Antibiotic resistance: welfare group says 'probiotic innovation shouldn't shore up farm mismanagement'

By Jane Byrne contact

- Last updated on GMT

Antibiotic resistance: welfare group says 'probiotic innovation shouldn't shore up farm mismanagement'

Related tags: Antimicrobial resistance, Animal health, Antibiotic resistance

Antibiotic alternatives such as pro and prebiotics and other gut health boosting feed components are to be welcomed as long as they don’t simply shore up intensive farming practices, says a leading farm animal welfare organization.

“Of course, we need to look at innovation in feed components. But we shouldn’t repeat the mistakes of the past, and use these antimicrobial substitutes to support factory farming conditions, which are disease inducing.  

Intensive livestock production is inefficient and all the evidence shows this approach jeopardizes rather than enhances food security,” ​said Philip Lymbery, CEO of Compassion in World Farming, talking to this publication last week. 

A more effective method for reducing disease and allowing the livestock industry to migrate away from the routine use of antibiotics is to reduce stocking densities and keep animals in healthier conditions, he said. 

Lymbery was reacting to the recent repor​t from the World Health Organization (WHO) showing increasing global antimicrobial resistance (AMR). 

The report from the global organization, released on 30 April, found that “microorganisms resistant to antimicrobials that emerge in animals may spread to human populations.”​ 

The WHO review also notes a growing concern about transmission to human populations of methicillin-resistant staphylococcus aureus (MRSA) related to high-density swine production.

The organization said there is a lack of harmonized global standards for integrated surveillance of AMR in the food chain, and on the monitoring of the usage of antimicrobial drugs, which hampers both analysis and sharing of data.

There are gaps in understanding AMR transmission potential and mechanisms (by bacteria and resistance genes) through the food chain to humans and its impact on human populations,”​ found the review.

Prudent usage of antibiotics

FEFAC, the voice of European feed manufacturers, says it is in favor of prudent and targeted, rather than routine, use of antibiotics in feed.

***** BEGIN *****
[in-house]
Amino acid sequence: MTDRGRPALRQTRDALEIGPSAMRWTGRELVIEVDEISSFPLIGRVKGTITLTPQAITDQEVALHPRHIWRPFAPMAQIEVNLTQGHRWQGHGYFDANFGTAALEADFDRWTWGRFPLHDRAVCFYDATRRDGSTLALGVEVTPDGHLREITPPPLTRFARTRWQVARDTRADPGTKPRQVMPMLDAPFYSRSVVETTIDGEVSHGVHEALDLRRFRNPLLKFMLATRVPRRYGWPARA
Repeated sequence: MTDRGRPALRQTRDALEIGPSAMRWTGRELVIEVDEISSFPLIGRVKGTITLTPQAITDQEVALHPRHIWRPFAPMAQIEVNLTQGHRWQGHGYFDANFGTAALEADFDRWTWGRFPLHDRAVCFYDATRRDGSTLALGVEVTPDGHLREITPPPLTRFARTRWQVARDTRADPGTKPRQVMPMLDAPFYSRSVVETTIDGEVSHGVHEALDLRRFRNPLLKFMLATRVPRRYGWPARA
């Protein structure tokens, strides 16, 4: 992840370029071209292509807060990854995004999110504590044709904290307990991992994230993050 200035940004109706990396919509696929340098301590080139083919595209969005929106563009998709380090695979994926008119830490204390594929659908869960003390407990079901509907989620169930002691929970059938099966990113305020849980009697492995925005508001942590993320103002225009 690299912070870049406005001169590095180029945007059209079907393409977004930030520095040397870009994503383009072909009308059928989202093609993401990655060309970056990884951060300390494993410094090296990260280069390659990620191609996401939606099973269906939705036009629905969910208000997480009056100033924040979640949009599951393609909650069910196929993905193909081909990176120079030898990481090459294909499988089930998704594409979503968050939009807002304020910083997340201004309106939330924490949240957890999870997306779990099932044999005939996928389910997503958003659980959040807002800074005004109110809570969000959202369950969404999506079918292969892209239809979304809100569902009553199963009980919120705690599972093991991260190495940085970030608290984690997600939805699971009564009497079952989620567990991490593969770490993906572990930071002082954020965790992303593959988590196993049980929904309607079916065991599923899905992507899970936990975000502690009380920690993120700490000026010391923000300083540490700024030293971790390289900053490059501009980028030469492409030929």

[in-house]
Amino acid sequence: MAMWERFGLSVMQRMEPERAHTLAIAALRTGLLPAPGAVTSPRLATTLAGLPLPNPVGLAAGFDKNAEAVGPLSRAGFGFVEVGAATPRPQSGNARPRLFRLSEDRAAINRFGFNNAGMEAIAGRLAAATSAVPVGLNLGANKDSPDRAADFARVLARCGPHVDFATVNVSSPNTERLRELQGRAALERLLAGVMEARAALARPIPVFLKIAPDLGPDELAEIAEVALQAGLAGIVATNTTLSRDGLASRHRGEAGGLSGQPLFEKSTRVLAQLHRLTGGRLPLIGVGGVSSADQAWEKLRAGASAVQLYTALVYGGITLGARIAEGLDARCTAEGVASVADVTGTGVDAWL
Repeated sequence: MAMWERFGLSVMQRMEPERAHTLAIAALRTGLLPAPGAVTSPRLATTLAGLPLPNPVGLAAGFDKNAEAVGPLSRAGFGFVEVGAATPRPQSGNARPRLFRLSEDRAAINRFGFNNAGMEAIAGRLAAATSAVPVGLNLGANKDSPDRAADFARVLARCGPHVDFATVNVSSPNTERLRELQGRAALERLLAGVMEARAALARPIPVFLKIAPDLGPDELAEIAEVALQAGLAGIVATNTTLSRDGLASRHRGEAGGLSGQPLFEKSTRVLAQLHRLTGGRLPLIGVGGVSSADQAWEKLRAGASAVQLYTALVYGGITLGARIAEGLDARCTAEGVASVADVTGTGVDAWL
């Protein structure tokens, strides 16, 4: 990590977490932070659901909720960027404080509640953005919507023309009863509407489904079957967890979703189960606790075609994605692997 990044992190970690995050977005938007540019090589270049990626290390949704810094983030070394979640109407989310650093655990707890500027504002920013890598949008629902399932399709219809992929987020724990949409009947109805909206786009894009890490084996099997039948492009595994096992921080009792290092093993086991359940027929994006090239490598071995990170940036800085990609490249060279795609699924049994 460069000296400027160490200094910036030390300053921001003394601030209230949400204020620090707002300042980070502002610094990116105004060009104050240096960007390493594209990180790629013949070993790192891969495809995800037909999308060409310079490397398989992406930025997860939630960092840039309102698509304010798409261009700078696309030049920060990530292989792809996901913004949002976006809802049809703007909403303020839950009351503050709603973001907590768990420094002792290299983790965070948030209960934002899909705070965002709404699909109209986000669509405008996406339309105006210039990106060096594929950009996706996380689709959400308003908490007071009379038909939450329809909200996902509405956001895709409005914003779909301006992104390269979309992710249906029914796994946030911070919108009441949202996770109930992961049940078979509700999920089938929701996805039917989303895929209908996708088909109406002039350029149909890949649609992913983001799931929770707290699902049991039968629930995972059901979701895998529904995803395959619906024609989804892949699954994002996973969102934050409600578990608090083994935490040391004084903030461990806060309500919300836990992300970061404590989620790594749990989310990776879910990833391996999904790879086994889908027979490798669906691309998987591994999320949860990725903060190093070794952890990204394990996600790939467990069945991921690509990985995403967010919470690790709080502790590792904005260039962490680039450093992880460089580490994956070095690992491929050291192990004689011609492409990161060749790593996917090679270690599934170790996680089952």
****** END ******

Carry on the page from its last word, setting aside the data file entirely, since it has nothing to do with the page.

“Though we don't want to make any health claims, we do indeed endorse the importance of a balanced nutritional diet that fosters animal gut health and would reduce the need for antibiotic use,” ​said the trade group.

FEFAC is a member of the European Platform for Responsible Use of Medicines in Animals (EPRUMA).

Responsible use of medicines in animals, said EPRUMA, is based on a holistic approach of minimizing disease through biosecurity measures that aim to keep groups of animals healthy or to limit the spread of diseases within an animal population, good housing and ventilation and good hygiene.

It also involves measures around appropriate nutrition and regular monitoring of animal health and welfare and vaccination.

Action plan on AMR

The UK leg of the platform, The Responsible Use of Medicines in Agriculture Alliance (RUMA), last month launched an action plan to support the UK Government’s Five Year Antimicrobial Resistance (AMR) Strategy that was launched in the autumn of 2013.  

“Inevitably, the plan is still at an early stage,”​ said RUMA secretary general, John FitzGerald.

And in a bid to improve public engagement, RUMA said it has published an information note on antibiotic resistance to explain what it is and why it matters to human and animal health. It also sets out why and how antibiotics are used in UK farms, identifies the risks to public health from use of antibiotics in farming, and explains their responsible use in animal husbandry.

The document, said the alliance, is targeted at both consumers and regulators.

House of Commons inquiry into AMR

FitzGerald gave evidence to the House of Commons Select Committee on Science and Technology inquiry into antimicrobial resistance in January this year.

He told the Committee: “If you are going to take decisions based on science you ought to be looking at the best quality and most detailed science that you can get.

Because it is such a complicated area, we need to make sure that we take decisions that mean we control antibiotic use in the right way … but if you are going to limit the use of antibiotics in animals you may cause problems in the health and welfare of the farm livestock.”

Catherine McLaughlin, animal health and welfare adviser at the National Farmers’ Union (NFU), also gave evidence to the Committee.

She said the use of vaccines in livestock could be an effective antibiotic alternative.

“We welcome the use of vaccines. It is part of the arsenal of tools in the toolbox that farmers have available to protect the health status of their animals.”

The Select Committee debate can be read here​.

The third International Conference on Responsible Use of Antibiotics in Animals​ takes place in Amsterdam in September 2014.  It will evaluate recent scientific research that has been focused on finding alternatives to antibiotics in feed. 

The full conference program can be accessed here​.

Related topics: Regulation

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